Aerobic exercise can reduce the risk of metastatic cancer by 72%

Intensity aerobic exercise increases glucose (sugar) consumption from internal organs, thus reducing energy availability for the tumor – Credits: @SHUTTERSTOCK

A new study from Tel Aviv University (Israel) has calculated that aerobic exercise can reduce the risk of cancer metastatic in 72 percent.

According to the researchers, whose work has been published in the scientific journal ‘Cancer Research’, intensity aerobic exercise increases the glucose consumption (sugar) from the internal organs, thus reducing the availability of energy to the tumor.

Previous studies have shown that physical exercise reduces the risk of some types of cancer by up to 35 percent. This positive effect parallels the impact of exercise on other conditions, such as heart disease and diabetes.

According to the study, the intensity aerobic exercise increases the consumption of glucose (sugar) of the internal organs

According to the study, the intensity aerobic exercise increases the consumption of glucose (sugar) of the internal organs – Credits: @Gentileza

In this study, the researchers added a new perspective, showing that high-intensity aerobic exercise, which gets its energy from sugar, can reduce the risk of metastatic cancer by up to 72 percent.

“If until now the general message to the public has been ‘be active, be healthy’, now we can explain how aerobic activity can maximize the prevention of the most aggressive and metastatic types of cancer”the authors have highlighted.

The study combined laboratory models trained under a strict exercise regimen, with data from healthy human volunteers examined before and after running. Human data, obtained from an epidemiological study that followed 3,000 individuals for about 20 years, indicated 72 percent fewer metastatic cancers in participants who reported regular, high-intensity aerobic activity, compared with those who did not exercise.

The animal model showed a similar result, allowing the researchers to identify its underlying mechanism. They found that aerobic activity significantly reduced the development of metastatic tumors in the lymph nodes, lungs, and liver of laboratory models.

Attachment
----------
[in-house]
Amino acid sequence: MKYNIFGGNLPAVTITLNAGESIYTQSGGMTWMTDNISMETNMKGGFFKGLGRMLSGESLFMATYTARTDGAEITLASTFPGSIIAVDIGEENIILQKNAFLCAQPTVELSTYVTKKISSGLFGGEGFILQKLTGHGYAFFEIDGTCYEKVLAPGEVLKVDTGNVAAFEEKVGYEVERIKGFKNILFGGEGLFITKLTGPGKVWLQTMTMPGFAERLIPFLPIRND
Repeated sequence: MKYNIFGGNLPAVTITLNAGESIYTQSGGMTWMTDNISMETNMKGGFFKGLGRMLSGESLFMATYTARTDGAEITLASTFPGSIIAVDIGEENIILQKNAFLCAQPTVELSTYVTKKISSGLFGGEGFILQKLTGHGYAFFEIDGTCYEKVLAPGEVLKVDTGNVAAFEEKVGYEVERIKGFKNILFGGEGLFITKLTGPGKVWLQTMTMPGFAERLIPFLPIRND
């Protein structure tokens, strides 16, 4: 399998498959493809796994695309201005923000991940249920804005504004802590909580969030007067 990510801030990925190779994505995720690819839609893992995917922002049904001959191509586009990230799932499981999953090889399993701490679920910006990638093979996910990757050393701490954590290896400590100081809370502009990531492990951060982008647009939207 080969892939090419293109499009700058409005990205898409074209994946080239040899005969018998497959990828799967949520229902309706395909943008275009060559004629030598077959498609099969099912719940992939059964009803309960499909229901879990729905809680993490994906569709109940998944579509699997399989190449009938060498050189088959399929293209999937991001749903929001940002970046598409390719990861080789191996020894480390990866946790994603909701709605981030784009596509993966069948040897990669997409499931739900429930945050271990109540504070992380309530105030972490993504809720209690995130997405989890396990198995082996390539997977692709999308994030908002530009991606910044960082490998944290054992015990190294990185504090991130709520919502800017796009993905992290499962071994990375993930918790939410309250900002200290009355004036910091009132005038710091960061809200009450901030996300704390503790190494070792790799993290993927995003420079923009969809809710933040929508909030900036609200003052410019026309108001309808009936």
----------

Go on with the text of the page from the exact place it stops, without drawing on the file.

The researchers hypothesized that, in both humans and model animals, this favorable outcome is related to the increased rate of exercise-induced glucose consumption.

In the study, they found that aerobic activity significantly reduced the development of metastatic tumors in the lymph nodes, lungs, and liver of laboratory models.

In the study, they found that aerobic activity significantly reduced the development of metastatic tumors in the lymph nodes, lungs, and liver of lab models – Credits: @fizkes

“By examining the cells of these organs, we found an increase in the number of glucose receptors during high-intensity aerobic activity, which increases glucose consumption and turns the organs into efficient energy-consuming machines, much like muscles. . We assume that this occurs because the organs must compete for sugar resources with the muscles, which are known to burn large amounts of glucose during physical exercise. Consequently, if cancer develops, the fierce competition for glucose reduces the availability of energy that is essential for metastasis”, said Carmit Levy, one of the people in charge of the research.

In addition, the expert points out that “when a person exercises regularly, this condition becomes permanent: the tissues of the internal organs change and become similar to muscle tissue.”

“We all know that sport and physical exercise are good for our health. Our study, looking at internal organs, found that exercise changes the whole body, so that cancer can’t spread, and the primary tumor shrinks too”, he added in this regard.

“Our results indicate that, unlike fat-burning exercise, which is relatively moderate, it is high-intensity aerobic activity that helps prevent cancer. If the optimal intensity range for burning fat is 65-70 percent of maximum pulse rate, burning sugar requires 80-85 percent, even if only for short intervals,” added another of the authors, Yftach Gepner.

For example, they urge doing a one minute sprint followed by a walk and then another sprint. “In the past, these types of intervals were typical of athletes’ training regimens, but today we also see them in other exercise routines, such as cardiac and pulmonary rehabilitation. Our results suggest that healthy individuals should also include high-intensity components in their fitness programs.”

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